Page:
`go mod`: manage all your dep as a single unit

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A simple example of how to use Go modules

Generally, when you want to package your go app, you are creating different packages, inside the same project.
The problem is, if you want to use a single internal package, you simply can’t, because you have to import the entire package in order to user a single and very simple feature inside.

But, sometimes, you don’t want to use a single extenal package. Indeed, you just want to use a certain number of packages to do a task, and all compatible between them.
And this become more complex…
Also, do not forget that, when importing a Go project using go get, it will not check the package dependencies, or the package versions…
So, you need an external tool to define and save the package versions your Go app is using.

Since Go 1.11 (as a beta version), a new feature pointed to the end of his nose in order to help you in creating, and managing, easily a group of packages as a single unit: the Go modules.
Also, vendoring will be “deprecated” soon to give way to Go modules soon.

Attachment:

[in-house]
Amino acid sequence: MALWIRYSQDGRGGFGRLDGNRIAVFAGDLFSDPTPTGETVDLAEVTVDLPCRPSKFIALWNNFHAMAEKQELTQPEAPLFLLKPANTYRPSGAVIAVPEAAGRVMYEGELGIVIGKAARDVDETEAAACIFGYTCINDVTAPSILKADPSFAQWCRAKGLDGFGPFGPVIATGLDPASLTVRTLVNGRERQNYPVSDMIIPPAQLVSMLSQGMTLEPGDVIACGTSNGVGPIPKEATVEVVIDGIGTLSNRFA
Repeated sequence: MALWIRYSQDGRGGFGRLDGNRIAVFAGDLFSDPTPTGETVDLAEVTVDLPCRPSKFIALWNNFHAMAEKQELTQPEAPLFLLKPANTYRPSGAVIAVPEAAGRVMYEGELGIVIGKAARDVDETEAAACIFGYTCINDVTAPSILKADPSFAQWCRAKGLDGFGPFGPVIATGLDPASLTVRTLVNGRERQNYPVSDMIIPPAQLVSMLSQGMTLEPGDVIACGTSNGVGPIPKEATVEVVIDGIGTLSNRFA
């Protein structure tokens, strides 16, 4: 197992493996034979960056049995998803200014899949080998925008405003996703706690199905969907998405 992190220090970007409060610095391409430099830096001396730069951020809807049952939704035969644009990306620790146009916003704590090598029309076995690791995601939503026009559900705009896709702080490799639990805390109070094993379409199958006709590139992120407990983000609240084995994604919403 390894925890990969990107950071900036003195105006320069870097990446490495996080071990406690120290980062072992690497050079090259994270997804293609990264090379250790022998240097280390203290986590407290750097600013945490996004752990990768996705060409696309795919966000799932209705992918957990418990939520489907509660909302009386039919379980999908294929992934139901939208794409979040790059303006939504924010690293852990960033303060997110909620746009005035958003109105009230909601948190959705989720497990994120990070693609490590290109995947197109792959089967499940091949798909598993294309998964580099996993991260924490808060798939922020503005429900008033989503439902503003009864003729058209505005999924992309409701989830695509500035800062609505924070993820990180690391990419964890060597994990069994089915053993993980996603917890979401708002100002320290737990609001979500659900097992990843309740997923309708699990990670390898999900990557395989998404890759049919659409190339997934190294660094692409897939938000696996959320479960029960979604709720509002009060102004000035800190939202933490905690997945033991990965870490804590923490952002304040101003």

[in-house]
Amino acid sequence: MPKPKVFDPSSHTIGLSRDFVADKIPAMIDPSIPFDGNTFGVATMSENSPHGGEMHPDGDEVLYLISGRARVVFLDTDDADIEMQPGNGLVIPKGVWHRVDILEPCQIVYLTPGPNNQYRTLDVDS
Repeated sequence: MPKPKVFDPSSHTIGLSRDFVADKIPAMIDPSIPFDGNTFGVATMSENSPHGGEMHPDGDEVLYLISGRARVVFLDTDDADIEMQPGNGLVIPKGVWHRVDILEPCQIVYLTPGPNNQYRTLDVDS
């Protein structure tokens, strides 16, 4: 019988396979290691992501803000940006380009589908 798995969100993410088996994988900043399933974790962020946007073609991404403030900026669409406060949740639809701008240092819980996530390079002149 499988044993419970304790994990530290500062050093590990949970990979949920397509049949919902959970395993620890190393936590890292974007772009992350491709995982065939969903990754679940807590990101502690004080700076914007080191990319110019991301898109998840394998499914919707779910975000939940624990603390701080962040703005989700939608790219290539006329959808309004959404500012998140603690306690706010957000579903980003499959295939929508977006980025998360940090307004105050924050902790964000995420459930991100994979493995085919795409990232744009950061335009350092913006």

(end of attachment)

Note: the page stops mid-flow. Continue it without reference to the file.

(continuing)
Let’s talk about this feature.

The context

Go has a lot of external tools in order to manage dependencies: vendors, go dep… but those tools are not very efficient, and raised a lot of problems (and usability exception) since their public availability.
The needs, for Gophers, was to build an internal command in order to fetch and install specific dependencies in order to build a Go package.

At this time, Go modules was born.

Go modules appeared in Go 1.11 as a beta feature, and has been released as a stable feature in Go 1.12.

In order to preserve the consistency and the maintanability of Go projects, go mod will check the Gopkg.lock, if it exists, in order to retrieve very fast the required libraries for your Go app.

The concept

In order to define the different “components” of the Go module, a go.mod file is listing other required modules, at the root of the defined module:

/myGoModule
  go.mod
  main.go

If main.go is using bar and foo specific Go packages, go.mod will list those packages in order to fetch, download, and build them.

For this example, in go.mod:

module github.com/unnamedUser/myGoModule // Define the package name

require (
  github.com/unnamedUser/bar v0.0.1 // I want the 0.0.1 version of bar...
  github.com/unnamedUser/foo v0.0.3 // ...and the specific 0.0.3 of foo!
)

You can observe here that: 1. the module is named as your Go package; 2. go packages have been imported automatically (last version) in the require code block; 3. indirect go packages are explicited (in order to verify the entier Go app later); 4. the package version of each Go package is setted (and can be modified but you have to respect the consistancy of the dependencies versions).

So, if another user is trying to import/download/build your app, go mod will import the specific versions of your in-app packages.
Very nice!

A simple example

To illustrate how to use go mod, we will make a very simple exercise.